Wednesday, November 24, 2010

What I Learned From "The Golden Compass"

I finally got around to watching The Golden Compass a few nights ago. I had recorded it just because of Daniel Craig.

"In a parallel universe, young Lyra Belacqua journeys to the far North to save her best friend and other kidnapped children from terrible experiments by a mysterious organization."

Apparently, this is from a series of books. Like I said, I wanted to see it because Daniel Craig is in it. However, I really thought that he had a wasted presence in this movie and was severely underused. Because of the way the movie just seems to cut off at the end and there's not a sequel, it makes me wonder why they used him. They could have used a lesser actor.

That being said, I did learn something from this movie. In it, people's souls live outside their bodies in the form of animals. As children, because they tend to be more spontaneous than adults, their souls (called daemons) tend to be shape shifters. It was really interesting to watch the daemons in this movie because almost all of them looked incredibly real. Because of how they move and interact with others, and the fact they talk, the daemons were CGI. 

Pan is Lyra's daemon. He's a ferret/bird/cat/rat daemon, spending most of his time as a ferret and cat. When Lyra and Pan are sneaking around the college she lives at, looking for something to steal, he reminds her they need to be careful. If they get caught, "...if you get a smack, I'll feel it too," he tells her. Humans and daemons feel each others physical pain.


And then it dawned on me. I have a daemon. I think most pet owners would consider their pets to be their daemon. It's not my dog, which is who I figured it would be, but rather my cat, Dixie. We've had her for 12 years and she was a birthday gift.

Dixie, sleeping off the turkey stupor, Thanksgiving 2009
I feel like she and I have a bond that even after eight years, I don't have yet with my dog.

If I'm hurting or sick, she's right there with me, like the world's smallest Florence Nightingale. Pain does go both ways, in a way. Several years ago, Dixie had to have surgery to repair an umbilical hernia from when she was spayed at 1 year old. Because of the worst case scenario of an untreated hernia, I decided to have it repaired.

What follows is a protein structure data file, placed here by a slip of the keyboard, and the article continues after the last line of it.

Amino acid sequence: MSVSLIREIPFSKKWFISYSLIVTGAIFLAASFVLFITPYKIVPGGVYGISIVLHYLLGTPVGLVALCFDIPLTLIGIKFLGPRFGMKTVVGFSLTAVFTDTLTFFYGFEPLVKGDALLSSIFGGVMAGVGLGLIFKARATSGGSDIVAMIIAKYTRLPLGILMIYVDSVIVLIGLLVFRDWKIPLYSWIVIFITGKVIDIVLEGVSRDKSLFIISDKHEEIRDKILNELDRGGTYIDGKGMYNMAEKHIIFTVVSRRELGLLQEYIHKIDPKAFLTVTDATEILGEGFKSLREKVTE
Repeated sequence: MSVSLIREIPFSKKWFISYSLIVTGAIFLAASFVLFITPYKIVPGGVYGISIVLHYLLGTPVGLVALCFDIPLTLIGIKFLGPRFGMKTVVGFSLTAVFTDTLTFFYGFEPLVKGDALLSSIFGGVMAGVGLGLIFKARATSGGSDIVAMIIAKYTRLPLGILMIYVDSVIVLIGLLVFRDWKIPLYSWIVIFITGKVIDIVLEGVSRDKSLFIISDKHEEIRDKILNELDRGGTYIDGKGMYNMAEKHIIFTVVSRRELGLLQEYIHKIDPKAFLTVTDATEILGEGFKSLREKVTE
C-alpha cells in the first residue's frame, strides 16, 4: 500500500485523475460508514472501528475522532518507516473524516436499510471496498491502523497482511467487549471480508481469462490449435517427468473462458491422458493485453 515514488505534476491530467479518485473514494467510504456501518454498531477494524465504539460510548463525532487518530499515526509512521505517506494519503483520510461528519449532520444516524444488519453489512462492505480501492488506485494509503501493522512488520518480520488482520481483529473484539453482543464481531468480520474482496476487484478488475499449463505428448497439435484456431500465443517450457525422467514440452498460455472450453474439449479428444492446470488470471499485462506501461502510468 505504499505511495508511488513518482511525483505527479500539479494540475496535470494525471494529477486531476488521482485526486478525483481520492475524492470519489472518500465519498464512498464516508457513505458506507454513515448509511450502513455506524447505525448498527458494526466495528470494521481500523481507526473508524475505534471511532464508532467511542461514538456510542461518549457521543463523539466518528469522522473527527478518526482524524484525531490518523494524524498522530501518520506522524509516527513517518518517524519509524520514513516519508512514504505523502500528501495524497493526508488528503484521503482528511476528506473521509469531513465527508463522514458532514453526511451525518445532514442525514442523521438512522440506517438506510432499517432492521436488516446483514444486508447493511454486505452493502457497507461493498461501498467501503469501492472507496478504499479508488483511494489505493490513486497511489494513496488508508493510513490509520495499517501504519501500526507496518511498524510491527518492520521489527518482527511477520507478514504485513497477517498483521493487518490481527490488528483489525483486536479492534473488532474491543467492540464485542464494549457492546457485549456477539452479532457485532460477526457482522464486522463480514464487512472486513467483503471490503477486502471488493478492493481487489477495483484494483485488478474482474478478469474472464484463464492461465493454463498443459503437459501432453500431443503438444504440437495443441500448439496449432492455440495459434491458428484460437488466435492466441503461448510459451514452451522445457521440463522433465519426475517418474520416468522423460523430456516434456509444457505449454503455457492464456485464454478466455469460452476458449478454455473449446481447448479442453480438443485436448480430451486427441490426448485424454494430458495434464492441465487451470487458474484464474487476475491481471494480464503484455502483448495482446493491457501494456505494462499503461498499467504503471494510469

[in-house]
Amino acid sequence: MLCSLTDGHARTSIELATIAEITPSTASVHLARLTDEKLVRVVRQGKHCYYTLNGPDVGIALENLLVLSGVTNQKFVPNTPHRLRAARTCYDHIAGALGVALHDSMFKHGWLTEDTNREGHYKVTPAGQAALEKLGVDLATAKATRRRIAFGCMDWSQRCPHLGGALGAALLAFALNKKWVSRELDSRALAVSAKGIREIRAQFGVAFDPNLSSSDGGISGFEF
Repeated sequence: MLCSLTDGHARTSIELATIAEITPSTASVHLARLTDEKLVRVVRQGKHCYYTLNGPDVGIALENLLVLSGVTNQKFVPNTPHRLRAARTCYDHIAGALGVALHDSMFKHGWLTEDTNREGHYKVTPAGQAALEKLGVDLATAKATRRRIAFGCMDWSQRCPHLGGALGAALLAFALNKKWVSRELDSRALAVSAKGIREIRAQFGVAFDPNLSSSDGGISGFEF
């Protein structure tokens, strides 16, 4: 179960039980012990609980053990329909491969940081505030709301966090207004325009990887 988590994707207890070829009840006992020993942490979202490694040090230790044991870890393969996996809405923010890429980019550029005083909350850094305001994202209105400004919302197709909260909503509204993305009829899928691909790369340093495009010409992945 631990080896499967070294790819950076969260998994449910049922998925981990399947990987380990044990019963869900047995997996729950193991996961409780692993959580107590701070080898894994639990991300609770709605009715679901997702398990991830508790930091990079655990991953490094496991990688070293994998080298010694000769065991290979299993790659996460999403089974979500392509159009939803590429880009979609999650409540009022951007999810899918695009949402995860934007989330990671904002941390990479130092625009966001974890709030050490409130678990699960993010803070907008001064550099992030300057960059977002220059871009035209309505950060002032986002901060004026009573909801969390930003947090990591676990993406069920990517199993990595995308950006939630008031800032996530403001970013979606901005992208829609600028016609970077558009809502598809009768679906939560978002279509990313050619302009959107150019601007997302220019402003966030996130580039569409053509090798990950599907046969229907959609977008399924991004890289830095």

When we brought her home from the vet, she was still so groggy and drugged up. The anesthesia hadn't worn off yet and she couldn't even hold her head up. On the trip home, she was like a newborn baby and didn't make a peep.

We made a little nest of pillows and blankets in the second bedroom for her to sleep it off and keep her away from the dog. Once we got home, she turned into an angry little tiger...a drugged tiger, but a tiger nonetheless. She was angry and growling (I've never heard her growl since then), dopey and unable to walk without falling over. And all of a sudden, it hit me. She was telling me why she was so angry: her belly hurt, she didn't feel good and she didn't know why.

It absolutely broke my heart. I just remember thinking, why did I do this to her. My husband tried to convince me that the surgery had been the right thing and she'd feel better in the morning.

"If you get a smack, I'll feel it too."

She did feel better in the morning. I didn't sleep worth a damn that night. I got up at 4 or 5 AM the next morning to check on her. She was sitting on a chair and looking pretty perky. I asked her how she was feeling and told her I was sorry for what happened. I actually asked her if she forgave me (yes, yes I did because I thought she'd blame me for dropping her off at the vet). I got a head butt from her in response. She head butts when she's happy, so I knew everything was fine. My daemon still loved me.

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